Unraveling The Big Melt in the Neoproterozoic

With my defense behind me, and my Ph.D. thesis submitted to graduate studies, I can start thinking about what lies ahead. I have finally had a normal weekend around home for the first time in months. I slept late, spent some time in the kitchen cooking good food, and spent most of the day packing what’s left of my belongings into boxes. It also means I have a bit of time to write a blog entry to share a preview of my next adventures.

My next stop in my scientific journey will be Boston. In less than a month’s time, I will begin a postdoctoral fellowship at Harvard University in the Johnston group (Earth History and Isotope Geobiology). This is a major departure from my Ph.D. research direction in the fossil fuel and energy world, but the common thread is the isotope systems used to investigate these problems. The main focus of my postdoc project will be to investigate the major changes in Earth`s atmosphere during deglaciation of the Neoproterozoic “Snowball Earth” events. Various hypotheses and models have been proposed to explain the greenhouse climate required to melt a Snowball Earth, but until recently there has not been a direct proxy to measure the amount of CO2 in the atmosphere, and thus constrain the modeling with empirical evidence. Dr. Huming Bao recently developed a laser fluorination system that can measure 17O values directly from sulfates in the rock record. A large negative 17O anomaly in atmospheric oxygen is associated with deglaciation of Snowball Earth, owing to the high concentration of CO2 (up to 35X present day), and low concentration of O2 (1/20th of present day) in the atmosphere during this time. This signal is recorded in the rock record via sulfates derived from oxidative weathering that are deposited either as anhydrite or barite. We will build one of these instruments this fall at Harvard and begin to measure the extensive rock samples that are in collection at Harvard that were collected by researchers there over the past twenty years (always properly archive your samples!). By measuring oxygen isotopes of sulfates in Neoproterozoic cap carbonates from around the world, we will start to determine the global extent and magnitude of the observed oxygen isotope anomaly, and thus the amount of CO2 in the atmosphere during deglaciation. This will ultimately provide constraints on the global climate system during one of the biggest climate shifts in Earth history. I’m also exceptionally excited about starting to work with Dave Johnston, who I met at the Goldschmidt conference in Montreal last year. We have very similar research interests, and we seem to collaborate well, having written a couple grants together remotely over the past year.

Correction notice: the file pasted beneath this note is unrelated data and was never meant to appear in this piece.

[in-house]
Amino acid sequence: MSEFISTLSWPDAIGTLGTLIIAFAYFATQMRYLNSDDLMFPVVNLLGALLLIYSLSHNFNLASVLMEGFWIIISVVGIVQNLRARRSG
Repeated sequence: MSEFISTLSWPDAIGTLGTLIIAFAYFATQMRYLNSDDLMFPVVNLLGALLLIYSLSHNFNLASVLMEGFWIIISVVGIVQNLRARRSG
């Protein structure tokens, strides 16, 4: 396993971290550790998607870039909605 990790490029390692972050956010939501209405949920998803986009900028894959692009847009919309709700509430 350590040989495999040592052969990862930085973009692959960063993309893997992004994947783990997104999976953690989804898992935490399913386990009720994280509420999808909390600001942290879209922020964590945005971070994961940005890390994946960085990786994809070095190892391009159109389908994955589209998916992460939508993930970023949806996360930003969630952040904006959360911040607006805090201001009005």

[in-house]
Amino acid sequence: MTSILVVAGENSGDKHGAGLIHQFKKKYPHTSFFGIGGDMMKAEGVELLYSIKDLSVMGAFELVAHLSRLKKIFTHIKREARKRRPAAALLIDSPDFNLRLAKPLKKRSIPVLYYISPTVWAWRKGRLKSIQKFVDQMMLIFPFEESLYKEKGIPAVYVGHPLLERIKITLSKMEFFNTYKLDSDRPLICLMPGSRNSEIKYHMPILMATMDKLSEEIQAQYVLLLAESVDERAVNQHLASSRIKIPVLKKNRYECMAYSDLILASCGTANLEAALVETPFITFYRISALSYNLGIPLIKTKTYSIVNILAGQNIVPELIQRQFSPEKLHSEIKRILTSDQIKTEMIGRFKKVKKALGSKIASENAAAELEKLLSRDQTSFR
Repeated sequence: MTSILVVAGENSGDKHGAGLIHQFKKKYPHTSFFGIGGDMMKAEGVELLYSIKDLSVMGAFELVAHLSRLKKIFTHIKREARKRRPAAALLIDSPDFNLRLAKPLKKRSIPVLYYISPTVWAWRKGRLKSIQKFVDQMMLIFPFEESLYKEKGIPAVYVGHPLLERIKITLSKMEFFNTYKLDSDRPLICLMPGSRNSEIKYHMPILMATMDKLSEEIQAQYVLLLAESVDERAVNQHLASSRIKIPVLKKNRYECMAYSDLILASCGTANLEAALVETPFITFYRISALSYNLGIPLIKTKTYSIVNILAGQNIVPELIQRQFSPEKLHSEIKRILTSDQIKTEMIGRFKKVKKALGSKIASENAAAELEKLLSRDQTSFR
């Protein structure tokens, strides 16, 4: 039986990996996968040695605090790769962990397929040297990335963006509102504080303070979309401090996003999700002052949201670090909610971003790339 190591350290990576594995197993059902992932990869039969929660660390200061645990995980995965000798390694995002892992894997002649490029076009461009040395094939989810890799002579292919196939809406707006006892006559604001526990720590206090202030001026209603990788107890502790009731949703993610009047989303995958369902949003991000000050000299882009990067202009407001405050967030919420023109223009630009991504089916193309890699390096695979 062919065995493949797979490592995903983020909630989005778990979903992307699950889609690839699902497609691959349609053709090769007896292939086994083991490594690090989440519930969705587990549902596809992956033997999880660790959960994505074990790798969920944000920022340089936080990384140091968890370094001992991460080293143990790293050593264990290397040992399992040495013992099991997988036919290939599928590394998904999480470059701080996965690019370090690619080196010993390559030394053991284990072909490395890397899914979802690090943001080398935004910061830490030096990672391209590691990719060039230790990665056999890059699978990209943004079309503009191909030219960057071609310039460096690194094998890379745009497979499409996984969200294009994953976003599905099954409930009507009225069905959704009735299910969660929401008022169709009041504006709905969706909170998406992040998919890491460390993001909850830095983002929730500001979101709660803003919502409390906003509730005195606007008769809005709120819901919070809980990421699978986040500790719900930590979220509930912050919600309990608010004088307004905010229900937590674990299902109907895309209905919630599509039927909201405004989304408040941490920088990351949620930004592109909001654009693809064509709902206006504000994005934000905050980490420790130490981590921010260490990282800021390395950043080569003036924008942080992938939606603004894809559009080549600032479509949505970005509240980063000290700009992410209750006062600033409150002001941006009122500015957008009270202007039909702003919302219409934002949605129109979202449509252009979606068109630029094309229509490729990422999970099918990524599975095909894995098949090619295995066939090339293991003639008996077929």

One of the best things about starting a pure research project is the removal of industry restrictions on what data can be published, versus what data are proprietary. This will also hopefully enable more frequent blog posts with new ideas about a time in Earth’s history that has fascinated me since my undergrad course in glacial sedimentology. Combining Neoproterozoic with a new and exciting isotope system is an ideal setup for me, and I look forward to sharing more discoveries in the near future.


ps – submission of my Ph.D. papers has begun, now that industry restrictions have been removed. Look out for these in the next couple months as they work their way through peer-review.